Advice: network communication to physical interface

Hello,
I’m trying to come up with a strategy for communicating with an arduino over the network from oF. I’m hoping to send rgb values for around 400 pixels at around 40 fps. I’m thinking that ends up being around 1200 bytes per frame, so i’m looking at pushing 48000 byes per second. Is this feasible with an ethernet shield and an arduino (mega?, due?)

This is for a permanent installation. I had accomplished this previously by using an rPi + headless oF + wiringPi as the physical interface, but i keep encountering corrupted SD cards every few months. In general, it seems like a microcontroller would be more robust.

What type of architecture would people recommend here? Is it worth jumping into beaglebone black to get same speed as rPi, but avoid SD cards? Should I avoid ethernet/network in favor of usb > cat5 adaptor > usb?

Seems like your original approach is pretty ideal. Did you every figure out the source of the SD card corruption?

I haven’t figured out the corruption issue, although from what I’ve read it could be related to unstable or noisy power. I’m wondering if beaglebone black would be more robust. I know some people have been running oF on that device; I wonder if it has better power regulation or can deal with noisy power.

Yeah, that’s what I figured – have you tried it with the Raspberry Pi 2? From what I understand they figured out a lot of power stability issues with the newer platform. Sorry not trying to derail your original question, but I’m assuming minimal effort has its value in this case :smile:

another possibility is to connect an external hd with it’s own power to boot from it to the rpi or even boot from the net

I dont think an arduino has the internal buffer to handle that much data. A teensy could but I think sticking with the raspberry pi is probably still a better plan. Theres a lot more that can go wrong trying to communicate between the computer and teensy (is it the teensy buffer thats messing up or the program you uploaded) as opposed to a single board solution. Corrupted SD cards aren’t that problematic for permanent installations (coming from the museum field) since you can clone a dozen of them and swap them out if need be with very little effort unless you make it hard to access the pi (which you shouldn’t)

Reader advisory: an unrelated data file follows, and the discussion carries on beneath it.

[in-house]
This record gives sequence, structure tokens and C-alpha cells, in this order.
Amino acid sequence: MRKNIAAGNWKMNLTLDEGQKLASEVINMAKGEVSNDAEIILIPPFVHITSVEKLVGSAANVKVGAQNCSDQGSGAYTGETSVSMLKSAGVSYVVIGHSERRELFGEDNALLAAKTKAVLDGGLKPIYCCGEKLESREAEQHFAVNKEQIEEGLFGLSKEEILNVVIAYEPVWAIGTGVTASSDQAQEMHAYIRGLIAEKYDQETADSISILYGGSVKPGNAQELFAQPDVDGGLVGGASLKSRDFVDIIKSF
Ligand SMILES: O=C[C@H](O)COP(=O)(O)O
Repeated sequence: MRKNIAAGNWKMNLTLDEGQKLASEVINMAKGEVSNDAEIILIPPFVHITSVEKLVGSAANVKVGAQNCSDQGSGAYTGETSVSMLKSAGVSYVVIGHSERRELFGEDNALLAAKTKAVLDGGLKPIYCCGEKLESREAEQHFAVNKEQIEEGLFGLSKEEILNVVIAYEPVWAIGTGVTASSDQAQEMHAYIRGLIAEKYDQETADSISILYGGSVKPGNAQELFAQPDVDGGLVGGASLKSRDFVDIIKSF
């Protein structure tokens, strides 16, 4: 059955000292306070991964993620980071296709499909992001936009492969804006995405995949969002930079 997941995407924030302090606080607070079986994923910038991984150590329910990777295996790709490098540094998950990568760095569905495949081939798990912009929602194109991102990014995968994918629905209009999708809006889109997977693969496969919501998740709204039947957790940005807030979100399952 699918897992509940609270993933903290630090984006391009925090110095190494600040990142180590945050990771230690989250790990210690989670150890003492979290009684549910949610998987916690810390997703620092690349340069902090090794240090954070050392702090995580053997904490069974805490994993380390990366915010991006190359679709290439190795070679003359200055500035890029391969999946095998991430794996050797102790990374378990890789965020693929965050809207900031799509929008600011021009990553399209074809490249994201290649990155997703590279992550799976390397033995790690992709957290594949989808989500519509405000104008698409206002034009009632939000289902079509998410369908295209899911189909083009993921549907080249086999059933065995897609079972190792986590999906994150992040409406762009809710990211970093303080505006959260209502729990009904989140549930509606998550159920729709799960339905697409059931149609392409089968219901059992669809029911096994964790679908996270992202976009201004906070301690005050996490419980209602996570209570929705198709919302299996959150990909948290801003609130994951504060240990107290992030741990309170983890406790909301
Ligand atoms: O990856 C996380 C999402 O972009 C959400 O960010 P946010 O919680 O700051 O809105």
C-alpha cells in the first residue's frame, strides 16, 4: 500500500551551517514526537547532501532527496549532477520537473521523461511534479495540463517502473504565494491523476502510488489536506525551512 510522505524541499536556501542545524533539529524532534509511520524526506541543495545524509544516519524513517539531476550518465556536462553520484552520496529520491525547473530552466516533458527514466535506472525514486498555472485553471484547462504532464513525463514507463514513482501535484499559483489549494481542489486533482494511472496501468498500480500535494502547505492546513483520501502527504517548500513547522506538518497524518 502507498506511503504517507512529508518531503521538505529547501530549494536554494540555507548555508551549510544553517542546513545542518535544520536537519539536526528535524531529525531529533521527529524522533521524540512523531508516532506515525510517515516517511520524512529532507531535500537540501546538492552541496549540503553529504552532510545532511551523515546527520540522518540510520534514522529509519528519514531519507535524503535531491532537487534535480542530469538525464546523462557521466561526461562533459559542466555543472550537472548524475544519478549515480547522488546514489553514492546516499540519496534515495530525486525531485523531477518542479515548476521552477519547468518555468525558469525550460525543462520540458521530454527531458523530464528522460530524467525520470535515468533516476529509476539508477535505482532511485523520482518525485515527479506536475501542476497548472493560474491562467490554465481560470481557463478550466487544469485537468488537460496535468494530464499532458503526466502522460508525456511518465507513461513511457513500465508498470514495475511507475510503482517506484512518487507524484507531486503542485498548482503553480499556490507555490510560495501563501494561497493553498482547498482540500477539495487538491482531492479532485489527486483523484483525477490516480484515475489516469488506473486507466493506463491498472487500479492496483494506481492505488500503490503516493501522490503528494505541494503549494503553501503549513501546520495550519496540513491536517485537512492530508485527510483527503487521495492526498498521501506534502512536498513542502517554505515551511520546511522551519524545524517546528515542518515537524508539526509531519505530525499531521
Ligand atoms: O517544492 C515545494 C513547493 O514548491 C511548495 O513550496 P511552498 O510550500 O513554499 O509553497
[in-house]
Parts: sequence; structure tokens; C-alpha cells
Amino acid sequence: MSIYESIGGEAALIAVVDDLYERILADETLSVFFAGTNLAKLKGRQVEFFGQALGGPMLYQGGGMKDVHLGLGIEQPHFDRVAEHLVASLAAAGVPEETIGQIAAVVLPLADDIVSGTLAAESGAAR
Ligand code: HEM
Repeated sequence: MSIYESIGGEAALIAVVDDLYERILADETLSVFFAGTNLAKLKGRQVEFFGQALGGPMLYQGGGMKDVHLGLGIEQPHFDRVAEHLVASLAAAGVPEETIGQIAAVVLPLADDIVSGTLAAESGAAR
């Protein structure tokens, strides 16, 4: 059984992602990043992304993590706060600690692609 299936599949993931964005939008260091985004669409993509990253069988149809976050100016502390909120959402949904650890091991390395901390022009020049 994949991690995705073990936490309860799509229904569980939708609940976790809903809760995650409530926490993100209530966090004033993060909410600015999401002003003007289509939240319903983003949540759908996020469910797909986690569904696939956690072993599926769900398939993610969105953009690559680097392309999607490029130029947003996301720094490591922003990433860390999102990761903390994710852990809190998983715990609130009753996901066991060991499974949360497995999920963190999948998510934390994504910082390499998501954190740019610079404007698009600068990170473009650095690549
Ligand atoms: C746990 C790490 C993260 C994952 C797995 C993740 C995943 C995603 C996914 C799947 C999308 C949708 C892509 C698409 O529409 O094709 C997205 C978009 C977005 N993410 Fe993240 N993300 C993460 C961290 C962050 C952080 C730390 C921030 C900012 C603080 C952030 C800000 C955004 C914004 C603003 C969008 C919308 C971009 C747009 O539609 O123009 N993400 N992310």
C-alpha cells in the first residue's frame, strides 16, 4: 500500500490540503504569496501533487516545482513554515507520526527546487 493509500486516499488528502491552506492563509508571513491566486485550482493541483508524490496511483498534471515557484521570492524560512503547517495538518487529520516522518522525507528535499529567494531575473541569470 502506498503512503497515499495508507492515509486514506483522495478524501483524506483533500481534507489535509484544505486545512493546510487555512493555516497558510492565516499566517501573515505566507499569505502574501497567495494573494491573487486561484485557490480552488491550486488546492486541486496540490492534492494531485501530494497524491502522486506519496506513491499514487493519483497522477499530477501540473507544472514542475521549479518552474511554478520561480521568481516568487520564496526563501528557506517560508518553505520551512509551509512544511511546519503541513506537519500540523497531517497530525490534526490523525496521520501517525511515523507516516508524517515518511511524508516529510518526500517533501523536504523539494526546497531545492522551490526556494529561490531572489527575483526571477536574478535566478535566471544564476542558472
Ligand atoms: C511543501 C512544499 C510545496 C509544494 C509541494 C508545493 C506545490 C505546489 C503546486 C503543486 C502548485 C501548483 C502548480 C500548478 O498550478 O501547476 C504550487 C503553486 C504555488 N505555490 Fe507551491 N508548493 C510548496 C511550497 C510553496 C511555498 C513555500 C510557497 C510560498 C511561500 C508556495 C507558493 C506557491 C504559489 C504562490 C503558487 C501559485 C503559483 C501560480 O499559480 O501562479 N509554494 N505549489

If you’re still curious heres PJRC’s great octoWS2812 library for handling a bunch of leds
https://www.pjrc.com/teensy/td_libs_OctoWS2811.html

Those are programmable leds but the concept is still the same in terms of handling data buffers, you would just need to adapt it to fit whatever hardware you are using

If your idea is to control an array of led pixels, maybe this dedicated controller may help you
http://www.sandevices.com/aboutus.html

It supports artnet input and controls un to 2000 pixels, and is only 180$, they are very stable in my experience and handles very well noisy power signals.

thanks, @arturo and @bakercp. I haven’t tried with the rPi 2 yet. I’ll look into that. @drakko I’ll look into this as well. I just emailed the company to see if they support the sm16716 chip, which is what i’m using.

As a side note… the sm16716 is inexpensive, but has a funky protocol that doesn’t depend on byte-sized packets, which makes it difficult to use SPI libraries (i believe wiringPi’s SPI stuff is all byte-based)… addon can be found HERE

Thanks, @DomAmato. You nailed my issue: for both of the installations I’m referring to, the rPis are in difficult to reach places. I’ve learned my lesson there!

The protocol doesn’t look as funky as WS2812s in fact its a pretty simple one, you just send each bit for each led. I haven’t played with one of those before but I may have to check it out as I’m curious about its speed.